Last week I received our Kano Computer Kit, the "computer anyone can make". I have not backed very many Kickstarter projects and I am just so happy that this one made it. The result is a fully-polished, professional quality computer kit... for kids.



My daughter (10 years old, 5th grade) said over and over again "this is so much fun!" On the first day she spent about 4 hours playing around with the various coding environments. In particular, she liked the "Make Pong" environment where she worked through the exercises and made all kinds of interesting variations on the game (changing the ball size and color and the actions that happened when the ball hit the paddles).

The initial unboxing, assembling, and software setup of the Kano was straightforward and I only had to give my daughter a tiny bit of guidance here and there. For example, it took some care to get the Raspberry Pi board out of its safe and secure packaging. But for the most part, she read the guide and read the screen and followed the instructions and enjoyed the whole experience.

Follow the white rabbit...

(The setup includes a cute sequence of an animated ASCII art rabbit.)

The process was kind of nostalgic for me. The pong game reminded me of the Pong console game we received one Christmas when I was a kid. I remember the few times in my childhood when my dad brought home a new computer and unboxed it and hooked it up to the TV and we all spent hours fooling around with it. In fact, I almost think my dad (now a grandpa who pretends not to know anything about computers) would enjoy having a Kano to play with.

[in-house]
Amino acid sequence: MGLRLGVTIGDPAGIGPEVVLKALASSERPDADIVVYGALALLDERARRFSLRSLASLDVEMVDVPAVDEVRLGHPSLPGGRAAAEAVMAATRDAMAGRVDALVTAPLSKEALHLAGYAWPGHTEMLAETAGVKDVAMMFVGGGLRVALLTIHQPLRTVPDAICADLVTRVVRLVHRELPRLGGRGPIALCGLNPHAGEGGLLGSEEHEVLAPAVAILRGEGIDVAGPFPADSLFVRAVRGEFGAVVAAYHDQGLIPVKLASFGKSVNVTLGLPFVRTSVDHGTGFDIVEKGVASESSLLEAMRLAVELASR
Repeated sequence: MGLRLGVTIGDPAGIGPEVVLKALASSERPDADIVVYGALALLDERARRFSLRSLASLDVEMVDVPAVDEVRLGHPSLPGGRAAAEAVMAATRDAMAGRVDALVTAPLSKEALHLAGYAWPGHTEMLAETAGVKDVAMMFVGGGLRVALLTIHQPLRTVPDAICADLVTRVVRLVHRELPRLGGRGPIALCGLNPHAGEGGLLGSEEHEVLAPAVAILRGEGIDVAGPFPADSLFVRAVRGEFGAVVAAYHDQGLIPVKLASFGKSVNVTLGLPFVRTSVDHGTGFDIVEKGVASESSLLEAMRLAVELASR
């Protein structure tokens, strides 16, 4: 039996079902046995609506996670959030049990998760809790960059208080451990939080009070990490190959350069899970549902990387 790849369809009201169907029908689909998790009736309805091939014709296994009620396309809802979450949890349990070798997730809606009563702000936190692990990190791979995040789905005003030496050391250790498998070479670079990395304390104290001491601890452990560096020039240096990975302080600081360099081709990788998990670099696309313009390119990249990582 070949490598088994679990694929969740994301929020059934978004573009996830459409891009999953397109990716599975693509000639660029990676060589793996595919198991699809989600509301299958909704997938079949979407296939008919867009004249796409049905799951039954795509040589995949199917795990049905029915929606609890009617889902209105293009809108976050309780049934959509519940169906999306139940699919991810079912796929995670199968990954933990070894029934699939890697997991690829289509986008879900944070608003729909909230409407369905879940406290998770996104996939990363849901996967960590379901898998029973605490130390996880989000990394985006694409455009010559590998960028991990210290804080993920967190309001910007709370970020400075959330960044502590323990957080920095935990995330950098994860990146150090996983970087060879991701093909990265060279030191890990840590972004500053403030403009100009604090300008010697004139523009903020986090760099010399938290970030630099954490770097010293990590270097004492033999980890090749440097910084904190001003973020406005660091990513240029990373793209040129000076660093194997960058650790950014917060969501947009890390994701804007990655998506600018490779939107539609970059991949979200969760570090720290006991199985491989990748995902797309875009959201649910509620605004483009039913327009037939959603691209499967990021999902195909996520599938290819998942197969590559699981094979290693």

Team Kano received $1.5 million in their Kickstarter campaign, compared to their original goal of $100,000. One of the backer perks is that my name is included in the Credits file that is shipped out to the world on each little Kano computer.

https://www.kickstarter.com/projects/...e-can-make

For more info or to order a Kano Computer Kit for yourself, visit the Kano Computer Kit web site.

Planet Explorers Game on Linux

View Printable Version
  • Wednesday, July 23 2014 @ 10:47 PM UTC
  • Contributed by:
  • Views: 25,739
Linux, Open Source, and Tech Stuff

Share
  • Google Plus
  • Facebook
  • Twitter
  • Reddit
  • LinkedIn
  • Digg

A game called Planet Explorers just became available in Early Access style on Steam. It is available for PC Windows, Mac, and Linux. I am writing this as of version Alpha 0.82.

This week, save 40% off Planet Explorers on Steam. http://store.steampowered.com/app/237870/



The graphics are beautiful:



I had no stutter or performance issues at all on my Ubuntu 14.04 system. From Additional Drivers, I am using the NVIDIA binary driver - version 331.38 from package nvidia-331.

For reference, my hardware includes...

Intel(R) Core(TM) i5-2400 CPU @ 3.10GHz
NVIDIA Corporation GK106 [GeForce GTX 650 Ti Boost]

Gameplay seems to have some features of Minecraft... within a few minutes I was able to dig for stone and metals, harvest plant life, hunt animals for meat, and get attacked by some kind of predator. The online videos I have seen show people building defenses and other structures.

Here are additional screenshots from my Linux system:

User Functions

Login

Connect

thatlinuxbox.com is the home of Dan Stoner's Personal Blog, Photos, and More (opinions, rants, techno-babble, and possibly a few useful tidbits of knowledge).

Questions or Comments about this site? Contact danstoner _ at _ gmail.com.

RSS Feed for this blog

Other places to find me on the web:

Twitter

LinkedIn

GitHub

Support This Site

If you like something that you find on this site, please consider making a purchase through one of the links below or sending me an item from my Amazon Wish List.


The Clymb


Awesome VPS hosting by Linode.com